WHAT YOU WILL LEARN IN THIS CHAPTER:
The idea of mobile computing has been around since the late 1970s. The first real mobile computer was the Psion Organiser, which was released in 1984, followed by the Psion Organiser II in 1986. For the most part these early mobile computers looked like calculators. Mobile computing began to pick up speed in the 1990s. That was when the Personal Digital Assistant, or PDA, began to catch on. The phrase Personal Digital Assistant was first used by the CEO of Apple, but not the one you may be thinking of. John Sculley became the CEO of Apple after Steve Jobs was forced out. He made the remark while talking about the Apple Newton, Apple’s first attempt at mobile computing. By most accounts it was not a success and was discontinued in 1998.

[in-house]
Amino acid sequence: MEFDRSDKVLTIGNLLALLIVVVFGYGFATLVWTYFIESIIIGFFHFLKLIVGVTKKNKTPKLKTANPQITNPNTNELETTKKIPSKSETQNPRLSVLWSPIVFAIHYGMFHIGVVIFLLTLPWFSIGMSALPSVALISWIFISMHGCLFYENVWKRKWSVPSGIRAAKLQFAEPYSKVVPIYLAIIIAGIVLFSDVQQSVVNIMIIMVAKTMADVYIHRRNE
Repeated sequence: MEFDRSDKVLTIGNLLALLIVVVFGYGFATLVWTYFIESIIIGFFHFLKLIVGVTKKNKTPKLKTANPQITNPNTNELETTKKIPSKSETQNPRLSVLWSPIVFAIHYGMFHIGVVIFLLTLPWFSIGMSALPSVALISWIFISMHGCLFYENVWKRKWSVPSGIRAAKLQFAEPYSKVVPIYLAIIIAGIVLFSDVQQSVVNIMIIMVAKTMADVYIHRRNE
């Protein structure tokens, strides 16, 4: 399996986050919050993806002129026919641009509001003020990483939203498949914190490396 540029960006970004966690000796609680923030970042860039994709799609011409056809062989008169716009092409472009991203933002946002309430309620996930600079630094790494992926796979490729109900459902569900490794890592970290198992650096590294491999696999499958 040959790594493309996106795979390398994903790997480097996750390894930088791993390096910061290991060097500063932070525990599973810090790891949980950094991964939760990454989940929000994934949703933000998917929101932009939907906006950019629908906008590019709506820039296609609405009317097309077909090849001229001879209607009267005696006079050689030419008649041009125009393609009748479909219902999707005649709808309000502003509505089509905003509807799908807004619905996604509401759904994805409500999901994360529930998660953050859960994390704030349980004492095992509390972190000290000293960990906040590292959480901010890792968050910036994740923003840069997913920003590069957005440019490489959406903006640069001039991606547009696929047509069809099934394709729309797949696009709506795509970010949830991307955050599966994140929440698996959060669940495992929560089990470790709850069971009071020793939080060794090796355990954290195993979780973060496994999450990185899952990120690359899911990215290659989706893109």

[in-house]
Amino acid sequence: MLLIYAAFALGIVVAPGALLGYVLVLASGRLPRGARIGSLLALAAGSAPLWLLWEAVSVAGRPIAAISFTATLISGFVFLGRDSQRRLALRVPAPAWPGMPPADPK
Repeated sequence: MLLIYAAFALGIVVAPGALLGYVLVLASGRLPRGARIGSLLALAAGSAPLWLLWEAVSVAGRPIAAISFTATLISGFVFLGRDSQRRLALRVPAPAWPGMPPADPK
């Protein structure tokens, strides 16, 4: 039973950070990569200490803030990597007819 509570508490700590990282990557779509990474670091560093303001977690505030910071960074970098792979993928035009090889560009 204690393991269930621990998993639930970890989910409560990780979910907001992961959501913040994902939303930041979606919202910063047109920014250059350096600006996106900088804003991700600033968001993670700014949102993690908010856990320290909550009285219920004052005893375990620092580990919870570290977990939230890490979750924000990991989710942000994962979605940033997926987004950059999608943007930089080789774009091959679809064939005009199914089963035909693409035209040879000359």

Through the rest of the 1990s and early 2000s, mobile computing continued to evolve. There were many popular PDAs such as the Palm Pilot as well as devices running Windows Mobile. They had their users, but they didn’t have an excited developer base.
Smartphones were also coming into their own during this time. They combined the features of a PDA with the capability to make phone calls. Palm and Windows Mobile along with the BlackBerry dominated these early days. That changed in 2007 when Apple announced the iPhone.
The original iPhone went on sale June 2007. ...